By M.V. Moorhead
Superhero movies have been on a roll lately. For the first decade or so of this century, my reviews of
Marvel and DC films have amounted to a lot of grumbling that they were heavy, they were overlong, they were
sometimes jocular but lacked true humor, and above all that they were repetitively caught up in a post-9/11 fixation with urban destruction, buildings crumbling to rubble.
In short, I didn’t find them fun. And then I did. For the last few years, superhero movies suddenly lightened up. Ant-
Man, Dr. Strange, Wonder Woman, Spider-Man: Homecoming and (if you count them) the Guardians of the Galaxy flicks were all fine entertainments, and even the more standard, turgid entries like Captain America: Civil War and Batman v Superman: Dawn of Justice and Avengers: Age of Ultron had scenes or performances that zapped some life and looseness into them.
This trend reaches its zenith with the latest Marvel release, Thor: Ragnarok. Those who demand seriousness from their superhero flicks may disapprove, as this movie is played more or less entirely for laughs. But it kept me smiling from beginning to end. It’s almost like an antidote to the preceding Thor flick, 2013’s chilly Thor: The Dark World.
This movie’s world is pretty bright.
Chris Hemsworth returns, and remains agreeable, as the Marvel version of the Norse deity with the hammer only he can sling.
“Ragnarok” is the term for the prophesied End Times in the Norse tradition, the day when the giant Surtur will lead an attack on Asgard. This does come into play in the movie, but the principal villains here are Thor’s long-dormant sister Hela (Cate Blanchett) the Goddess of Death, and a character called simply Grandmaster (Jeff Goldblum), who presides over gladiatorial games on a chaotic planet.
Blanchett is an elegant Maleficent type, topped with an elegant antler headdress and attended by an impressive monster wolf. But it’s Goldblum who steals big chunks of the picture, bringing the same halting, diffident delivery to tyrannically ruling a violent world that he does to pitching Apartments.com on TV.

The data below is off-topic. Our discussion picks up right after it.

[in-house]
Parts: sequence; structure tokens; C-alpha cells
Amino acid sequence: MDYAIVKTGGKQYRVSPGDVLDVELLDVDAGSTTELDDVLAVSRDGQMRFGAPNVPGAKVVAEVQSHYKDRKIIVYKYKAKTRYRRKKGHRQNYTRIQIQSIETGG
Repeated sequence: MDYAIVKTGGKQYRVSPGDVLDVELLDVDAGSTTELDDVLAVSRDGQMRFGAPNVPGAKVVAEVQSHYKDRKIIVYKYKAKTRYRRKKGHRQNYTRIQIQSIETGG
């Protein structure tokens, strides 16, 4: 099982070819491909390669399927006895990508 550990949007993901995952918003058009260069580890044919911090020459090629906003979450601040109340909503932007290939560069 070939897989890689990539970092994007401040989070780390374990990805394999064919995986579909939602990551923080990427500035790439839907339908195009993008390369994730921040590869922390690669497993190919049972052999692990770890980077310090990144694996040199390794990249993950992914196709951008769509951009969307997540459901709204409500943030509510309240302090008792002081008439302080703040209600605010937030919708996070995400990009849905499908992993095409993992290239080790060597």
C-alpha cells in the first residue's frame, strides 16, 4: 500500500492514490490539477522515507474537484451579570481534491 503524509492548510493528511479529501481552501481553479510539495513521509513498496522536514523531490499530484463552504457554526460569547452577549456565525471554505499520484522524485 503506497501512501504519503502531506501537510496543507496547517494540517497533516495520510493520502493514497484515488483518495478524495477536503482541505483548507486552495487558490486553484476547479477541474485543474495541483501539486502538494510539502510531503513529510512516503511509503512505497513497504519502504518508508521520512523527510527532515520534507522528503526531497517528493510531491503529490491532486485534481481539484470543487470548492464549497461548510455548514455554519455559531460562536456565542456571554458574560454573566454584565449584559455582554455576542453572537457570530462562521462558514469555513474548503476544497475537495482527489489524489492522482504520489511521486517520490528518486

The director is the witty New Zealander Taika Waititi, working from a script by Eric Pearson, Craig Kyle and Christopher Yost. Waititi serves up plenty of other cheeky performances from his large cast.
Tom Hiddleston is back as the ever-devious, everlikable Loki, as is Anthony Hopkins as crusty old man Odin, and Benedict Cumberbatch as Dr. Strange, and Mark Ruffalo as the chagrined Bruce Banner/The Hulk, who has gone soft with cheap celebrity on Goldblum’s planet. Tessa Thompson, the love interest in Creed, makes a quite
adorable Valkyrie here, Waititi himself is hilarious, behind motion capture, as a mild-mannered revolutionary rock
monster, and his countryman Karl Urban gets a nice turn as Blanchett’s rather sheepish toady.
The talented cinematographer Javier Aguirresarobe bathes the movie in cheery colors, and Waititi stages one sly, silly set piece after another. The movie clocks in at over two hours, but just slightly. It’s a trifle, but it hit the spot, and with the exception, maybe, of Spider-Man: Homecoming earlier this year, it’s the first superhero movie
in recent memory that I could imagine wanting to go see again.
Thor: Ragnarok is rated PG-13, and plays at Tempe Marketplace, Chandler Fashion 20, Arizona
Mills and many other multiplexes Valleywide.